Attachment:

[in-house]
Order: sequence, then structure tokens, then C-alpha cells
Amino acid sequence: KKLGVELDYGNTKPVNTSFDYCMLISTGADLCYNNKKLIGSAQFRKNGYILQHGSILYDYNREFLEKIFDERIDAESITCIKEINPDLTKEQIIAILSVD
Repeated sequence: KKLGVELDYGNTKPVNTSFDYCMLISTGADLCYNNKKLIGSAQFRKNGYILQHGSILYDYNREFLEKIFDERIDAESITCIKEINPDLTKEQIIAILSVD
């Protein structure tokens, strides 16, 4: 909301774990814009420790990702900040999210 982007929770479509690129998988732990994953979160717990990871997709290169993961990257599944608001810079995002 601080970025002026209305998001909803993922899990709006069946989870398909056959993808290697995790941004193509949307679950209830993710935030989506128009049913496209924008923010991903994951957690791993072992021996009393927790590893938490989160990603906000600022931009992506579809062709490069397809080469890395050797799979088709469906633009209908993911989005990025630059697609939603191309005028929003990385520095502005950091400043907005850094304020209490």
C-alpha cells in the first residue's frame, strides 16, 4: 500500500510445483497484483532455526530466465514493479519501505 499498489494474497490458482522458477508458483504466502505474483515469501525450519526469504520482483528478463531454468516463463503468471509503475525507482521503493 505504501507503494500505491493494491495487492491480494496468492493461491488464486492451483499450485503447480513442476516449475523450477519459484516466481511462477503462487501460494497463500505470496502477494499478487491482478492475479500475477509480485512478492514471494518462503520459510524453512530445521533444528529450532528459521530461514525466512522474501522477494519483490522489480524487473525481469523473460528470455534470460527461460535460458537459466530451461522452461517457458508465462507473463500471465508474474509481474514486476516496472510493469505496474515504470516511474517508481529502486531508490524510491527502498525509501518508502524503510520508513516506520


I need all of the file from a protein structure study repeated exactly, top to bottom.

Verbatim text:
[in-house]
Order: sequence, then structure tokens, then C-alpha cells
Amino acid sequence: KKLGVELDYGNTKPVNTSFDYCMLISTGADLCYNNKKLIGSAQFRKNGYILQHGSILYDYNREFLEKIFDERIDAESITCIKEINPDLTKEQIIAILSVD
Repeated sequence: KKLGVELDYGNTKPVNTSFDYCMLISTGADLCYNNKKLIGSAQFRKNGYILQHGSILYDYNREFLEKIFDERIDAESITCIKEINPDLTKEQIIAILSVD
């Protein structure tokens, strides 16, 4: 909301774990814009420790990702900040999210 982007929770479509690129998988732990994953979160717990990871997709290169993961990257599944608001810079995002 601080970025002026209305998001909803993922899990709006069946989870398909056959993808290697995790941004193509949307679950209830993710935030989506128009049913496209924008923010991903994951957690791993072992021996009393927790590893938490989160990603906000600022931009992506579809062709490069397809080469890395050797799979088709469906633009209908993911989005990025630059697609939603191309005028929003990385520095502005950091400043907005850094304020209490």
C-alpha cells in the first residue's frame, strides 16, 4: 500500500510445483497484483532455526530466465514493479519501505 499498489494474497490458482522458477508458483504466502505474483515469501525450519526469504520482483528478463531454468516463463503468471509503475525507482521503493 505504501507503494500505491493494491495487492491480494496468492493461491488464486492451483499450485503447480513442476516449475523450477519459484516466481511462477503462487501460494497463500505470496502477494499478487491482478492475479500475477509480485512478492514471494518462503520459510524453512530445521533444528529450532528459521530461514525466512522474501522477494519483490522489480524487473525481469523473460528470455534470460527461460535460458537459466530451461522452461517457458508465462507473463500471465508474474509481474514486476516496472510493469505496474515504470516511474517508481529502486531508490524510491527502498525509501518508502524503510520508513516506520